ALAMEDA – The Carolina Panthers were in some trouble, down three points and facing a 4th-down-and-10 just beyond field goal range.
Most eyes were on Cam Newton, waiting to see if the reigning MVP would do or die.
Not Raiders receiver Amari Cooper.
“I was watching Khalil (Mack), I wanted to see what he was going to do on potentially the last play of the game,” Cooper said. “This guy is unusually talented and he made a play.”
Did he ever. The Raiders edge rusher had three Panthers assigned to him. None could stop this force. He pushed the tackle back, got a running back to go outside and cut in before a guard could slow him down. Mack infiltrated the pocket and brought his right arm down like a guillotine.
It knocked Newton down and set the ball free, which he pounced on to secure a 35-32 victory.
“You want to change the game by any means,” Mack said after the game. “Knowing it’s fourth down and they’re going for it and it’s late in the game and they could possibly tie it up, you want to make that play to get the ball and end it.”
Mack ended that game, but it wasn’t his only highlight. In addition to the sack, forced fumble and fumble recovery on that play, Mack also had an interception that he returned for a touchdown.
He was the first defender to record all five feats in the same game since Charles Woodson did so in 2009. That’s fitting considering how Woodson helped groom him into the leader and impact player he is today.
While there are a few defenders – Von Miller, for one, as 12.5 sacks -- with big-time numbers, Mack may have the best of them all.
Consider this stat line: 51 tackles, nine sacks, three forced fumbles, two fumble recoveries, three passes defensed and an interception returned for a touchdown. According to analytics site Pro Football Focus, Mack leads all edge rushers with 60 total quarterback pressures.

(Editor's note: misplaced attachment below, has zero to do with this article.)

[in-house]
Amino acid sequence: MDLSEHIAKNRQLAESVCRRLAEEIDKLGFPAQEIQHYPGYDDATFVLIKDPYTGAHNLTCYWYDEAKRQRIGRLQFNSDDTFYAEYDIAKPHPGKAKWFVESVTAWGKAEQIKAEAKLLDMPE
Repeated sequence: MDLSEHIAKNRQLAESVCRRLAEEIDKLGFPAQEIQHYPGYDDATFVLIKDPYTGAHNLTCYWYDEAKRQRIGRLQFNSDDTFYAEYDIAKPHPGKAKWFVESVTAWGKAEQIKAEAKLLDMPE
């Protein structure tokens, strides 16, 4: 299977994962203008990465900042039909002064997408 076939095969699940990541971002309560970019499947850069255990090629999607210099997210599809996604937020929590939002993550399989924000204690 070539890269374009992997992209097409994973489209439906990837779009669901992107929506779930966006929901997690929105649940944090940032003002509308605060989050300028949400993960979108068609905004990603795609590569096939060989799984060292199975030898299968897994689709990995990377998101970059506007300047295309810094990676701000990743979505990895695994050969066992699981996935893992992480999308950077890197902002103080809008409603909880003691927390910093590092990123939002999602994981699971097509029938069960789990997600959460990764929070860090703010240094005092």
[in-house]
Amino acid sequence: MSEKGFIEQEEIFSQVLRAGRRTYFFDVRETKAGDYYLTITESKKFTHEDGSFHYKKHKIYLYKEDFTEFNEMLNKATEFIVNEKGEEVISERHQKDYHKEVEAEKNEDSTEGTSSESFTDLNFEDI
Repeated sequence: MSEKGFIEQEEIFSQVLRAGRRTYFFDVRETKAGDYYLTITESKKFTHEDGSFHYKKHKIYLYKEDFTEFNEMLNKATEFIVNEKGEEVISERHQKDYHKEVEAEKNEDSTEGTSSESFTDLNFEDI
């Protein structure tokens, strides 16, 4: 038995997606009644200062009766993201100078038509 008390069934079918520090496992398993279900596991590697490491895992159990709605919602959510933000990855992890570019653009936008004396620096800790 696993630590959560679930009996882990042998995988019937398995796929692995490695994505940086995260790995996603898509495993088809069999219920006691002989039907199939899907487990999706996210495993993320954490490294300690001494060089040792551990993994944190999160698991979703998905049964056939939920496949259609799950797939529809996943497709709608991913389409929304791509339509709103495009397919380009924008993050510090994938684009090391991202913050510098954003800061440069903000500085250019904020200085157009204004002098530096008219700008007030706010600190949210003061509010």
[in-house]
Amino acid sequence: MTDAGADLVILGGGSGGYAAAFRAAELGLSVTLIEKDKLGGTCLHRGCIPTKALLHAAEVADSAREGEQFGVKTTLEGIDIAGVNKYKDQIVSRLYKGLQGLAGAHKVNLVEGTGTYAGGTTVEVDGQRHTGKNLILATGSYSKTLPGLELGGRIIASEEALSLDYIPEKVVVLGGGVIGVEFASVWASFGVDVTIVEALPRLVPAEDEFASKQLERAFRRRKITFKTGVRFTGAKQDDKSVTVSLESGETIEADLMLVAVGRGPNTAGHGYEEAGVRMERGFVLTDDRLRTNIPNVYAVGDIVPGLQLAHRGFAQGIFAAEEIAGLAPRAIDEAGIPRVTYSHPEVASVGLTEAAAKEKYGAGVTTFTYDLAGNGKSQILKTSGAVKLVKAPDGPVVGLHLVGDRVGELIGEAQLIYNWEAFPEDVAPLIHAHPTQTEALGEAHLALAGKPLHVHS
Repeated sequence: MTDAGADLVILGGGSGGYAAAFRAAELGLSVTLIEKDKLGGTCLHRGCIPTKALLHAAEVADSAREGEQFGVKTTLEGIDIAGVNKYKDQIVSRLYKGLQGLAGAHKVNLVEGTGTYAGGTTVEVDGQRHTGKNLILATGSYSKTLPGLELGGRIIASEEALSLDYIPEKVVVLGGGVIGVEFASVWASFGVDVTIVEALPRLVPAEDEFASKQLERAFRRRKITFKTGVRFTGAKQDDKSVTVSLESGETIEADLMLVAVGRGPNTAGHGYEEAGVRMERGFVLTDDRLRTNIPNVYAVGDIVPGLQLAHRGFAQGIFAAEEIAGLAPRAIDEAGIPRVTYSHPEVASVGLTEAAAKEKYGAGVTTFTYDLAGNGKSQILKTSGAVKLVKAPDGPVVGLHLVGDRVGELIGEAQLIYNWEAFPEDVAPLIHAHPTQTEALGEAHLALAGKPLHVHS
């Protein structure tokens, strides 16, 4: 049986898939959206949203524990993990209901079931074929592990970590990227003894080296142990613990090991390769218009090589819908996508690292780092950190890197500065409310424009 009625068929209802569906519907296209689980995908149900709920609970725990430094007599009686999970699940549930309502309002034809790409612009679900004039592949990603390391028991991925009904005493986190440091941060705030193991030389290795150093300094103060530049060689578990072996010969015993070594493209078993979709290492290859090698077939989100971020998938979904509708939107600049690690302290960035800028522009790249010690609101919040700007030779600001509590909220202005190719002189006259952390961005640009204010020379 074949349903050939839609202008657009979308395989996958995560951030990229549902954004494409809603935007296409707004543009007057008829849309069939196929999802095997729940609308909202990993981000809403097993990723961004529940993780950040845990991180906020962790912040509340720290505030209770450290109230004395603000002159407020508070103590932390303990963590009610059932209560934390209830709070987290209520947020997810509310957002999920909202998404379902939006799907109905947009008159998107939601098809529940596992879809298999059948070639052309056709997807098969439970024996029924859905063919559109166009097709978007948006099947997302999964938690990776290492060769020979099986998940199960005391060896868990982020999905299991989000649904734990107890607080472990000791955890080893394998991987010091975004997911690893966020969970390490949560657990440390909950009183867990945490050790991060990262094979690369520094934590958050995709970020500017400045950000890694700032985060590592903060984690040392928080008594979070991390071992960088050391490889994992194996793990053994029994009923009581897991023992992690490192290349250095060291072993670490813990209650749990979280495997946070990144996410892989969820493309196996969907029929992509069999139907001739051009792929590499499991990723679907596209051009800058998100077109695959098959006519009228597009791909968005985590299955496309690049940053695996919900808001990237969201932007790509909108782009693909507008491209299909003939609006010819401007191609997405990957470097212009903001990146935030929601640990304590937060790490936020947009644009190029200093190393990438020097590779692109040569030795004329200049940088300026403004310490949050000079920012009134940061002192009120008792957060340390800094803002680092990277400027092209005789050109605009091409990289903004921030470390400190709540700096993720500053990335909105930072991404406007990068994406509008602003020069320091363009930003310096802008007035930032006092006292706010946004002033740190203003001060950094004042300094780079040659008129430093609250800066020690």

Mack is dominant in all facets, and should be strongly considered to be the NFL’s Defensive Player of the Year. There are five games remaining to argue individual merits, though Mack won’t play a part in it.
He isn’t a numbers guy. Except, of course, for win totals.
“No doubt. No doubt. By any means. By any means necessary,” Mack said repeating a mantra that has become his trademark. “That’s the message every week. Whether we have to pull them out in the fourth (quarter) or overtime... we need those wins. That’s the message.”
There is a number that gets lost in all the sea on impact stats. Mack plays 90.1 percent of Raiders defensive snaps. On Sunday against Carolina, he played every single one.
By contrast, Miller plays 80 percent of Denver’s count.
Mack is an excellent run defender and is needed as a three-down player coming off the edge.
The Raiders need Bruce Irvin to do the same. He rarely leaves the field, spends more time in coverage and, like Mack, played every defensive snap against the Panthers.
He has had some special moments off the opposite edge, with 37 tackles, four sacks, 33 other pressures, and has tied an NFL best with four forced fumbles. He had a late sack the week before against Houston to ice victory over the Texans.
Getting contributions off both edges has been key during this 9-2 season, especially during this current five game winning streak. Irvin is happy to be working well with Mack, whom he considers a truly elite talent.
“The guy is one hell of a player,” Irvin said. “We feed off each other. On that last drive we told each other ‘It’s on us, it’s on us to put the team on our back and end it.’ That’s exactly what we did. I’m just blessed to be in such a great situation playing with a future Hall of Famer.”